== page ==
The Ugly: Pesticides Are Hard to Eliminate

It’s been 60 years since many pesticides stopped being produced and used, yet we are still able to detect quantifiable amounts of these compounds in our water sources. If that isn’t alarming enough, POPs can be transported through the air and water which means one country’s pesticide use could cause a nearby country’s water supply to become contaminated!

When you look at the facts about pesticides – the good, the bad and the ugly ones – it’s clear that we need to accurately quantify them so that we can continue to monitor them and look for ways to remove them. The EPA has been working for decades to monitor pesticides and develop methods to help us extract and quantify them, but it can be a challenging task – for the extraction and for the quantitation.

Here’s just a single example using pesticides in water as an example. If you’re using liquid-liquid extraction (LLE) to extract the pesticides, some of the water matrices you might be working with (wastewater, for example), will form challenging emulsions that can take a lot of time, effort and solvent to try to break up. If your extraction is successful, but you’re using a GC/MS for your analysis, you may have trouble resolving and accurately quantifying your pesticide peaks. Without the right tools, you could easily generate results that are inaccurate, almost to the point of not being meaningful.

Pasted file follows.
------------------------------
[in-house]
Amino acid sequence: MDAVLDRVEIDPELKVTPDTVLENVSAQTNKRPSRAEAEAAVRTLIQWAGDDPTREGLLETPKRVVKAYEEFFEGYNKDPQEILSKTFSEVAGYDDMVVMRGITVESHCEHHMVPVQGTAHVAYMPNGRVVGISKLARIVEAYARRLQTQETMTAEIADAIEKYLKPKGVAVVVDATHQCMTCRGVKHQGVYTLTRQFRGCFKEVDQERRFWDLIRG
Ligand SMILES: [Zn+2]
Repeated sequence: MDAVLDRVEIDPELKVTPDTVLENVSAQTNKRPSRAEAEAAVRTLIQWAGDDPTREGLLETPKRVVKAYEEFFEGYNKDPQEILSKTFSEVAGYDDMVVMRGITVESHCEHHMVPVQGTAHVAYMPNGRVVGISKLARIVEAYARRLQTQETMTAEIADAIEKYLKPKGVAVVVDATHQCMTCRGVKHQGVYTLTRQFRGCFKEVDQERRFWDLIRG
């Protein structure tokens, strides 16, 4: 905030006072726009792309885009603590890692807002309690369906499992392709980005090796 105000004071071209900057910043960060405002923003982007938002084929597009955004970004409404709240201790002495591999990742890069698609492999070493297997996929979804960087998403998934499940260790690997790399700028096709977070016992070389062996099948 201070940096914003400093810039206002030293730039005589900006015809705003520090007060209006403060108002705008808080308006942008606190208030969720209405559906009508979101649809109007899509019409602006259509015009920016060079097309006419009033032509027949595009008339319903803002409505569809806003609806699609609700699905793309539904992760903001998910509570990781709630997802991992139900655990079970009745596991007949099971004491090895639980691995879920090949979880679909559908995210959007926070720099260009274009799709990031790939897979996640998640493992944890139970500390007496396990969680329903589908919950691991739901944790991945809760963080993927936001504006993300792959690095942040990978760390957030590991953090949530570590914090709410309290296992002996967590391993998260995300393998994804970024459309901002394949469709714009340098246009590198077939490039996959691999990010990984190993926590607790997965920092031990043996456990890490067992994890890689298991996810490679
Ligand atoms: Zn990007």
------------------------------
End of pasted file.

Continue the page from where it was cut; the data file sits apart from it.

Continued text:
With the right tools – in this case, solid-phase extraction (SPE) and a GC with an electron capture detector (ECD) – you’re extraction and quantitation become much more efficient and accurate. If you select a hydrophobic media such as C18 for use with your SPE extraction, not only will you capture all of your organochlorine pesticides on the SPE disk, but you can use a hydrophobic solvent (such as hexane) for the elution. Using hexane for elution eliminates the need to elute using dichloromethane (DCM) and exchanging the solvent from DCM to hexane before analysis (remember, the final solvent can’t be a chlorinated solvent if you’re using an ECD detector to look for chlorinated compounds).

ECD detectors are great at quantifying halogenated compounds (in this example, the halogen is chlorine) and can quantify organochlorine pesticides down to parts per trillion (ppt) levels, even in complicated matrices. This is probably why the EPA outlines the use of a GC/ECD in Method 508.1 (for drinking water) and in Method 608.3 (for wastewater).

Download our poster for more details on extracting and measuring organochlorine pesticides in water and help ensure that quantifying them is the “good” part of the good, the bad and the ugly truth about these compounds.

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Topics: SPE solid phase extraction, application, pesticide, epa method 508.1, epa method 608.3

Andrew Taylor

Written by Andrew Taylor